California Law Instructions for FL-165
By Beverly Bird
Updated August 23, 2018
If your spouse doesn’t respond to your petition for divorce after you serve him with the papers, this isn’t necessarily a bad thing. In fact, the court will probably give you everything you asked for in the petition. However, you have to take one more step: you have to ask the court for a decree by default. In California, you can do this by filing family law Form FL-165, a Request to Enter Default, along with a few extra documents.
When You Can File
You can’t file Form FL-165 until at least 30 days have passed from the date your spouse received a copy of your divorce petition and summons. He has that 30-day period in which to file with the court an answer to your paperwork. You can only use Form FL-165 if you properly served him and he failed to respond.
Completing Form FL-165 -- the First Page
The FL-165 form is available on California’s court websites; you need only print it out. Write your name, address and phone number at the top. You can include an email address if you want. Beneath that, write the county where you filed for divorce and the address of the courthouse there. In the next box, write your name as the petitioner because you’re the one who filed for divorce. Your spouse is the respondent. Enter your case number; the court clerk writes this on your divorce petition when you file it. Line 1 asks the court to enter default and line 2 asks you to check off what additional documents you’re filing with the form. This will depend on what you’ve asked the court for in your petition. Sign and date the form and below that, tell the court how you want to serve your spouse with a copy of the form. If you know where he’s living and you didn’t serve the petition by publication, check the second box, indicating that you want the court clerk to send him a copy.
Completing Form FL-165 -- the Second Page
The second page of the form asks about any court costs you incurred in filing for divorce. You must also attest that your spouse isn’t serving in the military. If he is, the Servicemembers Civil Relief Act protects him, so you may not be entitled to a default decree. California courts offer family law facilitators at each courthouse. You can take your form to the facilitator and have it reviewed to make sure you did it right.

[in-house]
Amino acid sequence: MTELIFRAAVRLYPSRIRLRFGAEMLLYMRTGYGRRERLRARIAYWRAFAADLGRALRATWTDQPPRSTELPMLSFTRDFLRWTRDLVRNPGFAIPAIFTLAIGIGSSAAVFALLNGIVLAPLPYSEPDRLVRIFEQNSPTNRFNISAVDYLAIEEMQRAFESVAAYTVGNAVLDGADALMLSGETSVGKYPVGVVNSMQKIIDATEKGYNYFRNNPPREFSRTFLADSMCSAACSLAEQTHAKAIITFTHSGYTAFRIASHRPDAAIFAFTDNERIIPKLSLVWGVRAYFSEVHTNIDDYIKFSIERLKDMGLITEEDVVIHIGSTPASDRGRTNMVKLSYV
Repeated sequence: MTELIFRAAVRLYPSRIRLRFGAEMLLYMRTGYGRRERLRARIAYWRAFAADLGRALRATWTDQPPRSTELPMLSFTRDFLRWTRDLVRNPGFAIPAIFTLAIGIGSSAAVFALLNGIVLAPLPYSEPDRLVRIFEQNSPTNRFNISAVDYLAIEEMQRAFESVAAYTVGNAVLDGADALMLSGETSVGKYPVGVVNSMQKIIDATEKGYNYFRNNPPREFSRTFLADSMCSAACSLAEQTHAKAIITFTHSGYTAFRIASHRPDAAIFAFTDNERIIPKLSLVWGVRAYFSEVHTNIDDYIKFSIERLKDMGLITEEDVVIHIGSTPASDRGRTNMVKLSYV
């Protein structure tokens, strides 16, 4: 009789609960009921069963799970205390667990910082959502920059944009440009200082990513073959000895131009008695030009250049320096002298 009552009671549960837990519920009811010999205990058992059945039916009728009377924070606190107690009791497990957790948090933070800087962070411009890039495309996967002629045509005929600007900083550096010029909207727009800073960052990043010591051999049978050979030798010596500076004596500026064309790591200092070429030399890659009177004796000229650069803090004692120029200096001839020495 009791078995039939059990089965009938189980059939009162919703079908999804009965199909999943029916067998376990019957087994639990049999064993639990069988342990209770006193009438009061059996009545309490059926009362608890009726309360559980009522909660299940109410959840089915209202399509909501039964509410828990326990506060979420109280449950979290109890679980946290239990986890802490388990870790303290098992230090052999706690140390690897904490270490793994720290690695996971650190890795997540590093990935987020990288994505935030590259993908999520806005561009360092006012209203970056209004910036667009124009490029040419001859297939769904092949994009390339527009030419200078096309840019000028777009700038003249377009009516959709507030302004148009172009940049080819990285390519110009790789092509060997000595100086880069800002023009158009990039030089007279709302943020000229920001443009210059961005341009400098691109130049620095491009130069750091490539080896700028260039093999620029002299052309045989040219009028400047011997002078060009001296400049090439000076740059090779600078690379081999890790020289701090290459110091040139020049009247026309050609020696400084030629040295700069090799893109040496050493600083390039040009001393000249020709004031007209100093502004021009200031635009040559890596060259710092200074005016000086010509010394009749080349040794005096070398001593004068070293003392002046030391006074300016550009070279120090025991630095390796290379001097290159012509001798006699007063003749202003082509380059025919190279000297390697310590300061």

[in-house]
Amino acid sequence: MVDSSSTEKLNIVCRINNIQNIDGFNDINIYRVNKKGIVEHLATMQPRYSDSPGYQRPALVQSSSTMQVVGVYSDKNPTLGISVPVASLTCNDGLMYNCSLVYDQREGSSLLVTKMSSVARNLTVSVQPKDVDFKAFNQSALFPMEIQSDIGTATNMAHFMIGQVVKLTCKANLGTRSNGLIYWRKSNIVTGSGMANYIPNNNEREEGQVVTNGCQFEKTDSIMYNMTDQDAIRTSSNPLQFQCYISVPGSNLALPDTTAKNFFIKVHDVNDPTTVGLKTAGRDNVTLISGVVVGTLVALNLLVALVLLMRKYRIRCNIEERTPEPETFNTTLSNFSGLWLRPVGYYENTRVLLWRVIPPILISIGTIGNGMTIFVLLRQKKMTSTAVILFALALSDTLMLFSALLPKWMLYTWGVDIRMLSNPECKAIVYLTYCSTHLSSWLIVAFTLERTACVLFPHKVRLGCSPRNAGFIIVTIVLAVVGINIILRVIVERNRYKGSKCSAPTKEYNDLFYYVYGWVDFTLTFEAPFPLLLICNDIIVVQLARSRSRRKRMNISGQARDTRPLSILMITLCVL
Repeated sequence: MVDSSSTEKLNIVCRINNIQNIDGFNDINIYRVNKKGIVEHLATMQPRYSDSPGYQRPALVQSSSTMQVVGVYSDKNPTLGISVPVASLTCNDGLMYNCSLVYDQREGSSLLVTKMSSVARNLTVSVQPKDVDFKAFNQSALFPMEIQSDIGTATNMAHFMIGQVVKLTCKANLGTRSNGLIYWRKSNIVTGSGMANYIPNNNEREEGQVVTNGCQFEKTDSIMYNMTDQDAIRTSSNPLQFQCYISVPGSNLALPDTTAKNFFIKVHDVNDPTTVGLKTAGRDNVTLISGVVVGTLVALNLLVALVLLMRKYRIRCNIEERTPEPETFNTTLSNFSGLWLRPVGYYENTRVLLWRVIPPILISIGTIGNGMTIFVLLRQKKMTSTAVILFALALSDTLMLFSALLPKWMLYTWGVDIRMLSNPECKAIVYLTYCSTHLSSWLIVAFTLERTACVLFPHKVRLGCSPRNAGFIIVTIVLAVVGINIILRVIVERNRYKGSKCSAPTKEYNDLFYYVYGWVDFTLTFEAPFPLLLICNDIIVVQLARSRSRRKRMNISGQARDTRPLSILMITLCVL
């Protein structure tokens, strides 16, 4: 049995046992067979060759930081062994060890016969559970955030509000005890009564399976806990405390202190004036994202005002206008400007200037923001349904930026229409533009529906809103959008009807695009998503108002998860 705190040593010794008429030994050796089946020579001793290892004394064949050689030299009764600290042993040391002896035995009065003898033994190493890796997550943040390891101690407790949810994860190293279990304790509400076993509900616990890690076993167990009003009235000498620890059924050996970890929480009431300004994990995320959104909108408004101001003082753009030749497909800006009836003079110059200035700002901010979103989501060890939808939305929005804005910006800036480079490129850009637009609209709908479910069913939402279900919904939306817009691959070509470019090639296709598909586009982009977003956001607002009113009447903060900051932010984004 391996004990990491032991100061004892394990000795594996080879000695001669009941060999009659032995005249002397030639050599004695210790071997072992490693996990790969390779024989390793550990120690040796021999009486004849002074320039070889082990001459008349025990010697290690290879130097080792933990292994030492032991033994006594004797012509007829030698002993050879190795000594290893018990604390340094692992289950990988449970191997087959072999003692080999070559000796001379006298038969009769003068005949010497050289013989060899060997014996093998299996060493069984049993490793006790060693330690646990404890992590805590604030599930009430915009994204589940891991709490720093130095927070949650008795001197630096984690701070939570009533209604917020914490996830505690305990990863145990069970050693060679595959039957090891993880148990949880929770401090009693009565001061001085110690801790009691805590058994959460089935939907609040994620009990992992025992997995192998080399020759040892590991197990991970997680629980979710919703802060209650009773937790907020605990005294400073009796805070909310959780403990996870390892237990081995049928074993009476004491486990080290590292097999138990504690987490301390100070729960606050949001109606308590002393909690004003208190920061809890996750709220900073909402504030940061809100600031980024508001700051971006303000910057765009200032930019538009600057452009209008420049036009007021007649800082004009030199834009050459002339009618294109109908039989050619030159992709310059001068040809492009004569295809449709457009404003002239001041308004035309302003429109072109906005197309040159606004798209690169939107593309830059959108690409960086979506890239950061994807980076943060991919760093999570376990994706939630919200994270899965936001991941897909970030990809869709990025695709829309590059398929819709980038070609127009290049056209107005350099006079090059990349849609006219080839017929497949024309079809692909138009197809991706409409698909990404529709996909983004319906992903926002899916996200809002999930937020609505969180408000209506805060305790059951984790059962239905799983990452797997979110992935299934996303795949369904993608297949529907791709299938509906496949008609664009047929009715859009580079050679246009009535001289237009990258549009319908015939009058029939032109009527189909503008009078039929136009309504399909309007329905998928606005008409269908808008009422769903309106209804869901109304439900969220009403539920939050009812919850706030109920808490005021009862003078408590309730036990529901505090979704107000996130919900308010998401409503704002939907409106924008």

Many California counties require that you submit a proposed divorce decree along with Form FL-165, including the terms for which you’ve asked in your petition. If you have children, you must include forms relating to custody and child support. If you and your spouse own any community property, you’ll have to complete and submit the property declaration form. If you don’t attach a property declaration form, check off the box on Form FL-165 box that explains why. You may also have to include an income and expense declaration form or a financial statement. As determining exactly which additional forms you need is sometimes complicated and unique to your personal situation, a facilitator or attorney can guide you.
Filing the Paperwork
When your paperwork is complete, make at least two copies. The court keeps the original on file and the clerk will mail one copy to your spouse. You’ll need the additional copy for your records -- and the clerk will stamp it as received. You’ll also need two envelopes large enough to hold copies of the paperwork, complete with postage, so the clerk can forward your paperwork to your soon-to-be ex. If all your forms are completed correctly, California doesn’t require that you appear in court to end your marriage. The judge will sign the divorce decree and the clerk will mail it to you in the other envelope you provide. You’re legally divorced as of the date the decree is stamped as filed.
Beverly Bird is a practicing paralegal who has been writing professionally on legal subjects for over 30 years. She specializes in family law and estate law and has mediated family custody issues.